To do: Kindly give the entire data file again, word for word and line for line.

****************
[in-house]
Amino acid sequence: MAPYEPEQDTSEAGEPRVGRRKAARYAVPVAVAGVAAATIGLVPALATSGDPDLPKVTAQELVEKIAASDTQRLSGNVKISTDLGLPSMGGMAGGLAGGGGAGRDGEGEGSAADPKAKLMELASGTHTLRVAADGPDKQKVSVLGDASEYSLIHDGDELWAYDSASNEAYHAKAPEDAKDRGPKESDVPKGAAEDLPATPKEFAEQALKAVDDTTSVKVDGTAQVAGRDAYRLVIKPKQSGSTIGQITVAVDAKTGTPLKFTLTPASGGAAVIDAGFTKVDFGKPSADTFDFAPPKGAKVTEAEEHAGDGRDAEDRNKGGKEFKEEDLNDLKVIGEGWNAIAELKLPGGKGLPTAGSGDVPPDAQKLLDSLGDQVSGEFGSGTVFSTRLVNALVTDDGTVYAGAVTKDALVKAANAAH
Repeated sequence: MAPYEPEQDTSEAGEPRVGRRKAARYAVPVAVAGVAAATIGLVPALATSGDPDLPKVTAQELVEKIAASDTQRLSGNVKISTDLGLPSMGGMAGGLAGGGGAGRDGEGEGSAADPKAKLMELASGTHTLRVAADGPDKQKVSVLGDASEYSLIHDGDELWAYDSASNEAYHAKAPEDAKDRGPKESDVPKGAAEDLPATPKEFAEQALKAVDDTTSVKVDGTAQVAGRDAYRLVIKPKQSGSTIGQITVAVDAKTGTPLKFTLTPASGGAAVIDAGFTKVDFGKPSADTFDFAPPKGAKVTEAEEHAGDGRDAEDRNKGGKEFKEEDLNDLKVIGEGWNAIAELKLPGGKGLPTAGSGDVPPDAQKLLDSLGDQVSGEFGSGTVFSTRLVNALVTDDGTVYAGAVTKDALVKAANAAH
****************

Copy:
[in-house]
Amino acid sequence: MAPYEPEQDTSEAGEPRVGRRKAARYAVPVAVAGVAAATIGLVPALATSGDPDLPKVTAQELVEKIAASDTQRLSGNVKISTDLGLPSMGGMAGGLAGGGGAGRDGEGEGSAADPKAKLMELASGTHTLRVAADGPDKQKVSVLGDASEYSLIHDGDELWAYDSASNEAYHAKAPEDAKDRGPKESDVPKGAAEDLPATPKEFAEQALKAVDDTTSVKVDGTAQVAGRDAYRLVIKPKQSGSTIGQITVAVDAKTGTPLKFTLTPASGGAAVIDAGFTKVDFGKPSADTFDFAPPKGAKVTEAEEHAGDGRDAEDRNKGGKEFKEEDLNDLKVIGEGWNAIAELKLPGGKGLPTAGSGDVPPDAQKLLDSLGDQVSGEFGSGTVFSTRLVNALVTDDGTVYAGAVTKDALVKAANAAH
Repeated sequence: MAPYEPEQDTSEAGEPRVGRRKAARYAVPVAVAGVAAATIGLVPALATSGDPDLPKVTAQELVEKIAASDTQRLSGNVKISTDLGLPSMGGMAGGLAGGGGAGRDGEGEGSAADPKAKLMELASGTHTLRVAADGPDKQKVSVLGDASEYSLIHDGDELWAYDSASNEAYHAKAPEDAKDRGPKESDVPKGAAEDLPATPKEFAEQALKAVDDTTSVKVDGTAQVAGRDAYRLVIKPKQSGSTIGQITVAVDAKTGTPLKFTLTPASGGAAVIDAGFTKVDFGKPSADTFDFAPPKGAKVTEAEEHAGDGRDAEDRNKGGKEFKEEDLNDLKVIGEGWNAIAELKLPGGKGLPTAGSGDVPPDAQKLLDSLGDQVSGEFGSGTVFSTRLVNALVTDDGTVYAGAVTKDALVKAANAAH